Leader of outlawed Hong Kong National Party refuses to answer panel’s questions after it refused to switch date of meeting so his lawyers could be present
- Andy Chan says stance was form of protest after ruling left him without representation
- Meeting scheduled to last whole day wraps up after just 1½ hours
The leader of the outlawed pro-independence Hong Kong National Party refused to take any questions during his appeal against its ban on Monday, in protest against the rejection of his lawyers’ request to postpone the hearing, the Post has learned.
Andy Chan Ho-tin appeared before a three-member panel of the Executive Council without barrister Gladys Li and lawyer Mark Daly, who had prior engagements.
The review hearing was arranged after Chan decided to appeal against the Secretary for Security John Lee Ka-chiu’s decision to ban the party on September 24, on the grounds it posed a credible threat to national security and public order in the city.
The Executive Council set up a panel to hear the case, which comprised of barrister and lawmaker Martin Liao Cheung-kong, former stock exchange chairman Chow Chung-kong, and former Monetary Authority chief Joseph Yam Chi-kwong. None of the three would respond to questions after the hearing.
In late December, Chan’s legal team applied to postpone the hearing because of a scheduling conflict and because they wanted more time to prepare, while Chan also applied for an open hearing.
Both requests were turned down by the panel.
On Monday morning, Chan was accompanied by two paralegals tasked with taking notes during the videotaped hearing.
According to sources, during the review only Lee’s lawyer, Victor Dawes SC, responded to questions about the legal basis for the ban, while Chan refused to reply.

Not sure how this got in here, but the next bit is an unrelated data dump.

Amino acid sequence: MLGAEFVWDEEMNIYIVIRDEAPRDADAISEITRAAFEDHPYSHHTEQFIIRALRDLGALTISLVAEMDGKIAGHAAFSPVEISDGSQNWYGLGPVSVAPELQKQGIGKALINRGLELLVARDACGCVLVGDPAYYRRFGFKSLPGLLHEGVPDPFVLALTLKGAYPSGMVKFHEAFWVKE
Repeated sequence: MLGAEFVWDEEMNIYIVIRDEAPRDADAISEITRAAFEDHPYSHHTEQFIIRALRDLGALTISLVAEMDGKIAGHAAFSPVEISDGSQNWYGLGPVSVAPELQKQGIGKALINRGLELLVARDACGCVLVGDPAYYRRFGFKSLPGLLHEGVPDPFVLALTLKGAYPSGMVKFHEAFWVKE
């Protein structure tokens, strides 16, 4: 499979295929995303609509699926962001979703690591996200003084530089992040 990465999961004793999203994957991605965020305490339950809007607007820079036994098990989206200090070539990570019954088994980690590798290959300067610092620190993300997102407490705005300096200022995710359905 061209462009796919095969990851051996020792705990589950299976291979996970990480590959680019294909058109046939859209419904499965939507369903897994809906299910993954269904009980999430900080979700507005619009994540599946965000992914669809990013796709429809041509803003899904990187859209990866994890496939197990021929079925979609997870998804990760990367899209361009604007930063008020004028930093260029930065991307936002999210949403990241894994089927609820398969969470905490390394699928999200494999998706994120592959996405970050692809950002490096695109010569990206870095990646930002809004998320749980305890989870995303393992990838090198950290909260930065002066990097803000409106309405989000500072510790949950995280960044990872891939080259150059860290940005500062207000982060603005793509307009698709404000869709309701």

Sources said Chan just repeated his complaint about being denied his legal rights, and referred the panel to the hundreds of pages of submissions he and another party co-founder, Jason Chow Ho-fai, had previously filed.
Speaking after the meeting, Chan said his refusal to answer questions during the hearing was a form of protest.
“As I’m not in the legal profession, I can’t fully represent myself in this case, and I feel my legal rights are being deprived,” he said.
Asked if he would lodge a judicial review against the government, Chan said: “This could be one of the options, and it’s possible.”
The hearing, originally scheduled to run from 9am to 6pm, lasted just 1½ hours. The panel did not say when it would hand down its decision.
Chan was also barred from disclosing the deliberations of the meeting, as it was protected by Exco confidentiality rules.
The Exco Secretariat also refused to respond to Chan’s allegations regarding his legal rights, or make any comment about the hearing.
“In line with the principle of confidentiality of the Executive Council, we will not comment on the appeal,” a spokesman said.
It is expected that the panel will hand its decision to the full Exco meeting, although seven of 16 non-official members were excused from the decision as requested by the HKNP.